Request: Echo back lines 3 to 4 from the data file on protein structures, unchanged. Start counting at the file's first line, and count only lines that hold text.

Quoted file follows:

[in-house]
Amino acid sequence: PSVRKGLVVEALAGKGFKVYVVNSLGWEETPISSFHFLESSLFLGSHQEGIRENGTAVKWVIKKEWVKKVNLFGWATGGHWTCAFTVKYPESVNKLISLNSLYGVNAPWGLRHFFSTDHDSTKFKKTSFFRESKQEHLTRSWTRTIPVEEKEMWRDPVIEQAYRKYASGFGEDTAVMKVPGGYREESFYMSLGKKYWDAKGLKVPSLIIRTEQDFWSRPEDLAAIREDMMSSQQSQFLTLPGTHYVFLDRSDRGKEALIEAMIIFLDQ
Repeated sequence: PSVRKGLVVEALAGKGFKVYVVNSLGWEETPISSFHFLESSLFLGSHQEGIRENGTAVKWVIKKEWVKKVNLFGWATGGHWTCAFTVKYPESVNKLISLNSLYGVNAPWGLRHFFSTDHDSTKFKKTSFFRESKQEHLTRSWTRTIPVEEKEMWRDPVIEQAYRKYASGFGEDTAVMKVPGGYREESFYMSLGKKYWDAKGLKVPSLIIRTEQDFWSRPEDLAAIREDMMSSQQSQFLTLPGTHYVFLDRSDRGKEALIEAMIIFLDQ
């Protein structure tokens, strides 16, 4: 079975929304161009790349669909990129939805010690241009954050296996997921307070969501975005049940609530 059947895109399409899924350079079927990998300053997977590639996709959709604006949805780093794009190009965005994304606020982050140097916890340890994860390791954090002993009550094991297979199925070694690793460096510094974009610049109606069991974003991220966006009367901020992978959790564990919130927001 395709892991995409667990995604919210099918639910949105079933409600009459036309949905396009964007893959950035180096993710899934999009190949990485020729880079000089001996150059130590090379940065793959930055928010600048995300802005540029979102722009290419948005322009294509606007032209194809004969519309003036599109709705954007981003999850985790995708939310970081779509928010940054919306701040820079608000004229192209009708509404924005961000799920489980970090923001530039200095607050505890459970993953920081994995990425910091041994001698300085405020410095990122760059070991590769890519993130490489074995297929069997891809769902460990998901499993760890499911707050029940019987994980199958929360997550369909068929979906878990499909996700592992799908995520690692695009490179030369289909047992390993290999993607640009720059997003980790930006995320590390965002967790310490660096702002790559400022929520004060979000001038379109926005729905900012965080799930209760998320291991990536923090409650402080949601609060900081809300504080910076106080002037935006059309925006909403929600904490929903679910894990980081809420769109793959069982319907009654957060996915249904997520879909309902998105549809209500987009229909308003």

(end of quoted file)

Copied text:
Repeated sequence: PSVRKGLVVEALAGKGFKVYVVNSLGWEETPISSFHFLESSLFLGSHQEGIRENGTAVKWVIKKEWVKKVNLFGWATGGHWTCAFTVKYPESVNKLISLNSLYGVNAPWGLRHFFSTDHDSTKFKKTSFFRESKQEHLTRSWTRTIPVEEKEMWRDPVIEQAYRKYASGFGEDTAVMKVPGGYREESFYMSLGKKYWDAKGLKVPSLIIRTEQDFWSRPEDLAAIREDMMSSQQSQFLTLPGTHYVFLDRSDRGKEALIEAMIIFLDQ
């Protein structure tokens, strides 16, 4: 079975929304161009790349669909990129939805010690241009954050296996997921307070969501975005049940609530 059947895109399409899924350079079927990998300053997977590639996709959709604006949805780093794009190009965005994304606020982050140097916890340890994860390791954090002993009550094991297979199925070694690793460096510094974009610049109606069991974003991220966006009367901020992978959790564990919130927001 395709892991995409667990995604919210099918639910949105079933409600009459036309949905396009964007893959950035180096993710899934999009190949990485020729880079000089001996150059130590090379940065793959930055928010600048995300802005540029979102722009290419948005322009294509606007032209194809004969519309003036599109709705954007981003999850985790995708939310970081779509928010940054919306701040820079608000004229192209009708509404924005961000799920489980970090923001530039200095607050505890459970993953920081994995990425910091041994001698300085405020410095990122760059070991590769890519993130490489074995297929069997891809769902460990998901499993760890499911707050029940019987994980199958929360997550369909068929979906878990499909996700592992799908995520690692695009490179030369289909047992390993290999993607640009720059997003980790930006995320590390965002967790310490660096702002790559400022929520004060979000001038379109926005729905900012965080799930209760998320291991990536923090409650402080949601609060900081809300504080910076106080002037935006059309925006909403929600904490929903679910894990980081809420769109793959069982319907009654957060996915249904997520879909309902998105549809209500987009229909308003």